My first full day in the park I decided to check out Many Glacier as there were a couple hikes in that area of the park that I really wanted to do and heard rumors those trails were close for one reason or another. The Many Glacier Hotel is a beautiful historic hotel right on Swiftcurrent Lake with a deck that faces the lake and several majestic mountain peaks. After chatting with the info desk about what was open, I confirmed that the Iceberg Lake trail was indeed closed due to bear activity. So I walked out onto the deck to check out the view and within five minutes of being out there, walking along the far bank of the lake I spotted a grizzly. Little did I know this was just the beginning.
I soon got back in the car to drive around a bit more and right out of the parking lot a few cars had gathered on the side of the road with people looking up the mountain side. Grizzly #2 was foraging way up there a few hundred yards away. We watched for a good half an hour before the bear started to make its move down the mountain and into the trees. Since the bear disappeared, time to drive away and move on. That is, until it emerged from the brush and crossed the road right in front of me! When I saw the bear head into the woods on the lake shore, I pulled the car onto the side of the road by the lake to see what would happen. Soon the bear walked right to the edge and into the lake for a swim. By now lots of people had gathered as the bear put on a little show. With my tripod and camera out with my longest lens (70-300mm) I was pretty far to get anything decent but still enjoying watching the playful bear. Well swimming wasn't all that bear had in mind and it began to wander near the small beach and the crowd. As it approached and people slowly scattered, I found myself with an SUV at my back and a large 20 foot wide bush in front of me as the only thing standing between me and this bear. While the bear wasn't that big or paying any attention to me whatsoever, I never felt threatened but I was still too close. I fired off some shots and turned to walk away as quickly as I could.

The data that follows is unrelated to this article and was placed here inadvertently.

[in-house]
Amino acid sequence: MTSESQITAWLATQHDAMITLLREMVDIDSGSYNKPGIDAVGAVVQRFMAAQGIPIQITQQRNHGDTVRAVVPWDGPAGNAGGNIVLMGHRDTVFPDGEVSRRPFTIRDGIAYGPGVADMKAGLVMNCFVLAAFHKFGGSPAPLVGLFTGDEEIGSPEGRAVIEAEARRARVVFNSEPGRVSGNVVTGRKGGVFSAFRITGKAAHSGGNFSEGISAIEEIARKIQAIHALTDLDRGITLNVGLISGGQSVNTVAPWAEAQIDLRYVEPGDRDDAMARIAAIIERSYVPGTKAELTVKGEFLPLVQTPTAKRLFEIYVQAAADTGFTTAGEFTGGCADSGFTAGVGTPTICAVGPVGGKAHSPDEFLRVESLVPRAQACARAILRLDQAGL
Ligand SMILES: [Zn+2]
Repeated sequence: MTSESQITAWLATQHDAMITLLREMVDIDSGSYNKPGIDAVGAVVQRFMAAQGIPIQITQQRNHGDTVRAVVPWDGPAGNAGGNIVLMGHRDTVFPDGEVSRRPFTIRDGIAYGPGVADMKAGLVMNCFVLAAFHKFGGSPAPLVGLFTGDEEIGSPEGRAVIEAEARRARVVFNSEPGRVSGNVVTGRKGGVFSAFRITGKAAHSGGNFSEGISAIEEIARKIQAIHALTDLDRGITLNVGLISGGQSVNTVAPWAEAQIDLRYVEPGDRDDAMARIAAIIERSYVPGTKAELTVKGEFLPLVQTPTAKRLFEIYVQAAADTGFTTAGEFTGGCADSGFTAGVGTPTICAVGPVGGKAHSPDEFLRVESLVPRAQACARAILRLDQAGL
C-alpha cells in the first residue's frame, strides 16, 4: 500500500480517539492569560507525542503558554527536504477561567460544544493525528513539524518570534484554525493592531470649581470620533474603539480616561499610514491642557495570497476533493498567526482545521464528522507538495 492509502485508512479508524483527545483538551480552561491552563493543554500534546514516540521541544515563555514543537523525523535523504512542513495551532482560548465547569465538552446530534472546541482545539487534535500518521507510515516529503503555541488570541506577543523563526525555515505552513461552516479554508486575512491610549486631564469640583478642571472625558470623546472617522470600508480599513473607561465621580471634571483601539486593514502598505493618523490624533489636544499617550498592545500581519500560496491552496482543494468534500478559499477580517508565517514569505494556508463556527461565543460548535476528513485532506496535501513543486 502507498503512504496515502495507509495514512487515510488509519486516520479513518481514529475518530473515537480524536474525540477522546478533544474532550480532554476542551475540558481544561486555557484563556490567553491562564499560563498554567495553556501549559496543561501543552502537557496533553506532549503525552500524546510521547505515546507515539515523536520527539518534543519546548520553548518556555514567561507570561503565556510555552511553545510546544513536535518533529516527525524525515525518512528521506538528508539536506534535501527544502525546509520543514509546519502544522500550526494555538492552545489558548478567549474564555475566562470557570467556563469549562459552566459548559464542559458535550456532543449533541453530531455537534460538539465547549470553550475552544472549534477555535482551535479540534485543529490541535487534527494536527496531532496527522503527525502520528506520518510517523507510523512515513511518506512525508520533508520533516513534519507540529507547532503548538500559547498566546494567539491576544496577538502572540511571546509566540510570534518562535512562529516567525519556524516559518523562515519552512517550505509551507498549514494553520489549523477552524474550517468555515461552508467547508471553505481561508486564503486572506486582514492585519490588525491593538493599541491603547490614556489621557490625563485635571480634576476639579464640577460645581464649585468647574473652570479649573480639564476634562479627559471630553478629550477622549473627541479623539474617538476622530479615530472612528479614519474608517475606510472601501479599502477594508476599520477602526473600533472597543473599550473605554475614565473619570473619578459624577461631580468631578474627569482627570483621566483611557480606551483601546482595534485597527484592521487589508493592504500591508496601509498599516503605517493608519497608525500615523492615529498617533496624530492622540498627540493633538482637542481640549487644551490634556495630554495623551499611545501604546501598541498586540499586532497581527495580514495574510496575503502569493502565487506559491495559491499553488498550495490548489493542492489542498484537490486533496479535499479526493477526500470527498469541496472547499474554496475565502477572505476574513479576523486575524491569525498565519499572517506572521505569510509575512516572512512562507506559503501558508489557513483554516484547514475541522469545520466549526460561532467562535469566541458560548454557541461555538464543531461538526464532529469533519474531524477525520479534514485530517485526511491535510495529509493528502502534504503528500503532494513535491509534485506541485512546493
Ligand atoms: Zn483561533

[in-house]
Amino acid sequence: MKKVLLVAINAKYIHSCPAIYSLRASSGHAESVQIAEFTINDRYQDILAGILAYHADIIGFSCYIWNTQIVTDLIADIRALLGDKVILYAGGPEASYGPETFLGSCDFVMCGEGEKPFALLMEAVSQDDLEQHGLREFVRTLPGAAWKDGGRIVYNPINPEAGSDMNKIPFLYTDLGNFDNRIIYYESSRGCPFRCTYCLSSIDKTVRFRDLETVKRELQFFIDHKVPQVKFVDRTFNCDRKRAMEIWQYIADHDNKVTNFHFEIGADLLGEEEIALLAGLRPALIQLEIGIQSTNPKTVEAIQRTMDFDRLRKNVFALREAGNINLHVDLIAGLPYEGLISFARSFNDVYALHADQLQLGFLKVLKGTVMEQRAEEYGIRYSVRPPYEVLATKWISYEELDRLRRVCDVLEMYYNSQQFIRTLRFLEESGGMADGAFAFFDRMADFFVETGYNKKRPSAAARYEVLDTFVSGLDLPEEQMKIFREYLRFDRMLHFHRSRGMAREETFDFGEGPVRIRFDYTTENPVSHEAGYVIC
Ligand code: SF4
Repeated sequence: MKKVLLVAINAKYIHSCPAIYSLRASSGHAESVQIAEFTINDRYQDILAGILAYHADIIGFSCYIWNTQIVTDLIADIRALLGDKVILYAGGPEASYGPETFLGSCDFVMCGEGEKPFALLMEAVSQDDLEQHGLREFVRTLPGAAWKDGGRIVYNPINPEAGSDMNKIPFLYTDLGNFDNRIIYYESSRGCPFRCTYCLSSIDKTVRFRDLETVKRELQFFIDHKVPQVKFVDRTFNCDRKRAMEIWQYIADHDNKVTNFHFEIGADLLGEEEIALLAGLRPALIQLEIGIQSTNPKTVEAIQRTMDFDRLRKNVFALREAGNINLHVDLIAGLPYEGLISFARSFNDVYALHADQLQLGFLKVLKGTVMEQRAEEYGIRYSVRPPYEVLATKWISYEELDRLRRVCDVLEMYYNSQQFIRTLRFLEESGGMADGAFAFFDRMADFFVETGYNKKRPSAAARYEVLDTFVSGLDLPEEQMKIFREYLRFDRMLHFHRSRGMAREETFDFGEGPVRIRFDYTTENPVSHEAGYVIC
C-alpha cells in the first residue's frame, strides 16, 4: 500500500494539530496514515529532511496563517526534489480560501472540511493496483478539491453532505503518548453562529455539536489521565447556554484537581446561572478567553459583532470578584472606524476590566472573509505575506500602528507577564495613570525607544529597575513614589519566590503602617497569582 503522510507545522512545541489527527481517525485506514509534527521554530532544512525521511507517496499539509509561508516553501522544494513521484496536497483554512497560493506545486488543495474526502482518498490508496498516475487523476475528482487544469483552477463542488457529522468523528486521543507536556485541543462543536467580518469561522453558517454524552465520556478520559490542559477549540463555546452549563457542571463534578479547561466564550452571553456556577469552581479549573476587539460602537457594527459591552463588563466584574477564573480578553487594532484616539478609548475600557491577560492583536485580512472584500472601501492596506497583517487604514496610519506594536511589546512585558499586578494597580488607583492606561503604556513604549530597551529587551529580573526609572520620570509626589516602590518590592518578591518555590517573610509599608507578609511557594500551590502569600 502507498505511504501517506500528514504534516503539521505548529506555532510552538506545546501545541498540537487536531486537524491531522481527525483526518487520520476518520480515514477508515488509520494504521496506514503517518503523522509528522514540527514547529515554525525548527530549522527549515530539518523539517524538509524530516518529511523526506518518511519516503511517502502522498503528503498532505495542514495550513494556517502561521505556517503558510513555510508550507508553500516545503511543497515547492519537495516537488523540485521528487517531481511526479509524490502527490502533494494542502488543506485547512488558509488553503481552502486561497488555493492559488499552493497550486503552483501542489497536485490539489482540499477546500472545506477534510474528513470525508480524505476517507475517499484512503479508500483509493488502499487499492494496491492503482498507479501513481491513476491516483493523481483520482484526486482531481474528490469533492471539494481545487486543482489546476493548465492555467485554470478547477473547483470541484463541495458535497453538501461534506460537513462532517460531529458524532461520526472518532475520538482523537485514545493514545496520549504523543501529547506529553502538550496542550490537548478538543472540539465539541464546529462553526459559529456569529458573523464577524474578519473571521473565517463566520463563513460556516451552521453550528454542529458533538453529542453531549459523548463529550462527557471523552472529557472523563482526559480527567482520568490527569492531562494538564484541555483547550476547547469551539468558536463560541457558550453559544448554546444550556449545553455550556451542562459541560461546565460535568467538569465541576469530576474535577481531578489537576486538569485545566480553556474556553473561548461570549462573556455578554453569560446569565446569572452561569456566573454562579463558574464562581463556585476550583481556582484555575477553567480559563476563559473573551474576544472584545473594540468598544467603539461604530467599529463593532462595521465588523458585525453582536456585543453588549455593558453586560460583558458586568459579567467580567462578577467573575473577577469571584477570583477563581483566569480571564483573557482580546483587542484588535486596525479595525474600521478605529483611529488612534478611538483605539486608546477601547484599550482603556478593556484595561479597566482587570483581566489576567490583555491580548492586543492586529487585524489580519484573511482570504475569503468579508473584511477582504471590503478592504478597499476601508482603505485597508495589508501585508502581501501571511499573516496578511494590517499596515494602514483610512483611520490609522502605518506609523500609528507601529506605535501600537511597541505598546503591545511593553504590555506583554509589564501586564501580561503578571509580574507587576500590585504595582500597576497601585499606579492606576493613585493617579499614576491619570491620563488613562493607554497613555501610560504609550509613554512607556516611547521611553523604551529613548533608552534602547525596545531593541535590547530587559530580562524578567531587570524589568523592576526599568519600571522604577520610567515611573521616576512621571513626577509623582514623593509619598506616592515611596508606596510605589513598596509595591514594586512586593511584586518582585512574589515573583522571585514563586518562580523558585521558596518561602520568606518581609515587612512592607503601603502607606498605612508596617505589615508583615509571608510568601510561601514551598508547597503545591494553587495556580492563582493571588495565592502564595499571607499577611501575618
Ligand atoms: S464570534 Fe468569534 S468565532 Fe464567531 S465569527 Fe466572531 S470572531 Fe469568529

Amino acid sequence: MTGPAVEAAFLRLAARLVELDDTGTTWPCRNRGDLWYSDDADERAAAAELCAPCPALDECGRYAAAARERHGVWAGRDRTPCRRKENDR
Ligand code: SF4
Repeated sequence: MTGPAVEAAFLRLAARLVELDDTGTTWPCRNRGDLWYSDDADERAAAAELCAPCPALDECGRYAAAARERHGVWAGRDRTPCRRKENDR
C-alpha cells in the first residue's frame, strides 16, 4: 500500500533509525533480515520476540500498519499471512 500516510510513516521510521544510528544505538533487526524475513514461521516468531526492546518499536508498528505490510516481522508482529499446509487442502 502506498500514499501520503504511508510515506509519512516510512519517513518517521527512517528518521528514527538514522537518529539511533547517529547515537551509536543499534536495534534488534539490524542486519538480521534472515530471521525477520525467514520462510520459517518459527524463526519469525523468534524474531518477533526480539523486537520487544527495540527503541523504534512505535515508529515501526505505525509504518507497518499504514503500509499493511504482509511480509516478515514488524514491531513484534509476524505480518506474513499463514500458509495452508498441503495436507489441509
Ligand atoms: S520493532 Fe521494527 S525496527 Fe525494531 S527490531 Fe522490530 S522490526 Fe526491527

That afternoon I met up with Eric Thomspson (www.bitchinlight.com) who I met on my last trip to Glacier a couple years ago. He made the long drive back after striking out a few weeks earlier with Going to the Sun Road being closed. We spent some time up on Logan Pass and then photographed Haystack Falls and worked out plans to photograph Grinnell Lake the next day for sunset. That was something we pretty much flamed out doing on our last trip with the wildfires.